'06 Unwrapped: Andrew Phillips

Stanford had success to start its season in early September when it traveled to Maryland. The Cardinal are looking to duplicate their fortune in the Old Line State on the recruiting trail with Georgetown Prep lineman Andrew Phillips. The 6'4" 290-pound standout may be considering the Cardinal from 3,000 miles away, but he has twice already paid unofficial visits to The Farm.

Evan Moore may not catch another touchdown this year for the Cardinal, after his hip dislocation injury in the second quarter of Stanford's season opening game, but that does not mean he is done scoring.  One play he made that might still light up the scoreboard for Walt Harris came in April.

North Bethesda (Md.) Georgetown Prep offensive lineman Andrew Phillips took an unofficial visit across the country to The Farm last spring.  In tow was his 6'4" freshman brother, Colt Phillips, now a sophomore who looks to be one of the exciting tight end prospects in the Class of 2008 crop.  Being Andrew Phillips' kid brother carries a certain cachet back in Maryland, but Colt came to The Farm in April as a simple fan of Stanford Football.

"My little brother - well, my younger brother - has watched Stanford a couple times on TV.  He's a huge, huge fan of Evan Moore.  He just loves the way he plays, with his tenacity and his heart.  Evan Moore is a 6-6 or 6-7 guy who runs like he's 5-10," the elder Phillips explains.

When the Phillips boys visited Stanford in April, it gave Colt a chance to see Moore up close.  Perhaps a smile, 'hello' or a handshake would come from the star wide receiver to the youngster.  To his surprise, he found much more.  Despite a difficult spring, as Moore adjusted to the demands of his new coaching staff, the 6'7" gentle giant stepped aside after practice and talked for 10 minutes with the young fan from Maryland.

"My brother got to talk with his hero.  That left a great impression on me.  He seems like an awesome guy," says the Georgetown Prep senior.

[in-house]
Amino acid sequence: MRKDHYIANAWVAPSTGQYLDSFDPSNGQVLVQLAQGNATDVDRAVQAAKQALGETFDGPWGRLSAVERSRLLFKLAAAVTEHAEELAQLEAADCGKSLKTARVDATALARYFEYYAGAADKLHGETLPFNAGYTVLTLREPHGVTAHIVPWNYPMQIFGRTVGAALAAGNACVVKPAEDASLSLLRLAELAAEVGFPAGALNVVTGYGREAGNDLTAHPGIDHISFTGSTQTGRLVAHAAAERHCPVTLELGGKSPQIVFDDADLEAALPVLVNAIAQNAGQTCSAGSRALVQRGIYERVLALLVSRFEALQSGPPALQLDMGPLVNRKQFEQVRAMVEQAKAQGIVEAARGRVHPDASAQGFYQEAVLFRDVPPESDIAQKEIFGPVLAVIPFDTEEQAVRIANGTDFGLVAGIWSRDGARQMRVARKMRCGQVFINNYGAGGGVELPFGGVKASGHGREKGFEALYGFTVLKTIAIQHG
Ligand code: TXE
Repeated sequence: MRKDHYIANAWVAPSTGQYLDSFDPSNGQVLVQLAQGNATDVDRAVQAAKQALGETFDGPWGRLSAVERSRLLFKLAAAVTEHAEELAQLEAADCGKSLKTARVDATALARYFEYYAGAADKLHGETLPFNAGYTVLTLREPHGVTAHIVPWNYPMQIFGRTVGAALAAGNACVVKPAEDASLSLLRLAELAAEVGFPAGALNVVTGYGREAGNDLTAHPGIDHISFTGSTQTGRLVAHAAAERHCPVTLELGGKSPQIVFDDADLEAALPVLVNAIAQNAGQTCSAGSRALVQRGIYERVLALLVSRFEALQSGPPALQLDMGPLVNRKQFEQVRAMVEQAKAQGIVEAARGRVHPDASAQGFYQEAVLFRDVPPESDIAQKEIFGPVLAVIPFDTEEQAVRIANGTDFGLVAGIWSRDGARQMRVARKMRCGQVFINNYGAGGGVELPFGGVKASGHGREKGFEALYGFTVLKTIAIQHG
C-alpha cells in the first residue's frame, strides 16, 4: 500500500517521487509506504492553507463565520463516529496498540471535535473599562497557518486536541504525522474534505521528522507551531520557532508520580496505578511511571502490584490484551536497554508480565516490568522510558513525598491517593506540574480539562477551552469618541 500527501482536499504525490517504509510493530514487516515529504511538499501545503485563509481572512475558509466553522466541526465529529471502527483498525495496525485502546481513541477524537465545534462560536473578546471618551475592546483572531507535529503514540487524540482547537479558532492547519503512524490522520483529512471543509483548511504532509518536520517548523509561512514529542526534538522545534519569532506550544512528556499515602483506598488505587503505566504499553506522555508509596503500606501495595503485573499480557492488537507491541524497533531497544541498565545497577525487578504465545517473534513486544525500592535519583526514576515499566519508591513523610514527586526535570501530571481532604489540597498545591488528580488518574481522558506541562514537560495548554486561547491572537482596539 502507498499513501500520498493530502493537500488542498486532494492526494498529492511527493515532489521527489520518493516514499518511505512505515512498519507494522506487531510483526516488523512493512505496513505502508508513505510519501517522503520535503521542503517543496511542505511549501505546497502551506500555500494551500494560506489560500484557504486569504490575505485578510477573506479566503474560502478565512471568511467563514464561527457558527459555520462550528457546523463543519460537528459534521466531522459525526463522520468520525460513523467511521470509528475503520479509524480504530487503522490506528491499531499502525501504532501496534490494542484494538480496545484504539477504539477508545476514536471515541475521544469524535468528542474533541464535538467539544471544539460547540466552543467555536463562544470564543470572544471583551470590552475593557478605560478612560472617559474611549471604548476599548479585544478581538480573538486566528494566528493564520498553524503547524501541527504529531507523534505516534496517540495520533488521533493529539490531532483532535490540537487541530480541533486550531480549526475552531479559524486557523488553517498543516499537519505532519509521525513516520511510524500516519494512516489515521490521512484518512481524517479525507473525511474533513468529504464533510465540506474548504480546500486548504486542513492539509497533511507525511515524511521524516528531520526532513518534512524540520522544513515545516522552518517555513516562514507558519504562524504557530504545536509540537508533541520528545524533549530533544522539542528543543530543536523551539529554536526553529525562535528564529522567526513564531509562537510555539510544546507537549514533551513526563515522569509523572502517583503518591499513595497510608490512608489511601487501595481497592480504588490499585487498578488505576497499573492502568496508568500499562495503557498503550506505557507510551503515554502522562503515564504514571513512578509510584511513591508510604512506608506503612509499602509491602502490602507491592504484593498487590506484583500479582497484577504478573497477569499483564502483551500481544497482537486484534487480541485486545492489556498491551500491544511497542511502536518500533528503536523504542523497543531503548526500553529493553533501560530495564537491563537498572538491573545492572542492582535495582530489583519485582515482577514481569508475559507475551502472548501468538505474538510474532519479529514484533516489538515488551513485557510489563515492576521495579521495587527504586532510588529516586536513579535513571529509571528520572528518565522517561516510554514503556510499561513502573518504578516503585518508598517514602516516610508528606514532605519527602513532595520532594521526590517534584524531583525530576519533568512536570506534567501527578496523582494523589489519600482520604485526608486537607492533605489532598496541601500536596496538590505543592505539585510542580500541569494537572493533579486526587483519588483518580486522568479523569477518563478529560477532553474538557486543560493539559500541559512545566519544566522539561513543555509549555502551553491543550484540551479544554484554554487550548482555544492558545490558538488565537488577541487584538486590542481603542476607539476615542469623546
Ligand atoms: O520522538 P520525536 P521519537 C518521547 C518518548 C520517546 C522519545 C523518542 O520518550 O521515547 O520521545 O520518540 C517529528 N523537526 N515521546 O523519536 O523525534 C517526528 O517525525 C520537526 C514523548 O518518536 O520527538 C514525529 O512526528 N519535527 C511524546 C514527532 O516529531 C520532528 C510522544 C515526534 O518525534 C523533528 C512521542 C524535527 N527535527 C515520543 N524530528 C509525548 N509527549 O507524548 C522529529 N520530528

That personal touch from the Cardinal's jumbo junior is fit for a "priceless" punchline to end an American Express commercial, but Andrew Phillips has more he says that excites him about Stanford.  He made a second trip to Palo Alto in June, when he and his brother attended Stanford's overnight football camp.

"I fell in love with the place," 6'4" offensive line recruit reveals.  "It's a great atmosphere with great people and a great climate."

"One thing I've come to really love about Stanford is the location," Phillips adds.  "It's close to San Francisco, which is just a great city, but not so close that you feel like you live in a city."

He plays right tackle for Georgetown Prep, but the 6'4" three-star recruit projects as an offensive guard or center at the college level.  Phillips has had a visible recruiting profile since his sophomore year, picking up scholarship offers from Maryland, Syracuse, Louisville, North Carolina and Duke.  Though the Cardinal had him at their camp, it was Phillips' strong senior film that earned him a Pac-10 offer on Thursday.

"I talked to Coach Harris and he told me that they had an offer for me, if I can get accepted," says Scout.com's #16 recruit in Maryland.  "I just turned my application in.  I'm waiting for one or two recommendations.  It all has to do with getting in."

With a 3.7 unweighted GPA at Georgetown Prep and a schedule loaded with AP courses, Phillips stands a good chance of fulfilling his half of the Cardinal's conditional scholarship offer.  Though the distance is considerable, he holds Stanford as one of his favorites today.

"Stanford is a place that would be great to be part of," he offers.  "I'm very, very interested in Stanford.  Just their approach to keeping the student first.  They would be attractive to me even without the football - it's pretty amazing.  Everybody - the coaches and the players - treated me, my dad and my brother extremely well."

Though Phillips has a number of offers, he is waiting to schedule his official visits for after his senior season.  His is a story that will unfold in the winter, and one to follow closely.


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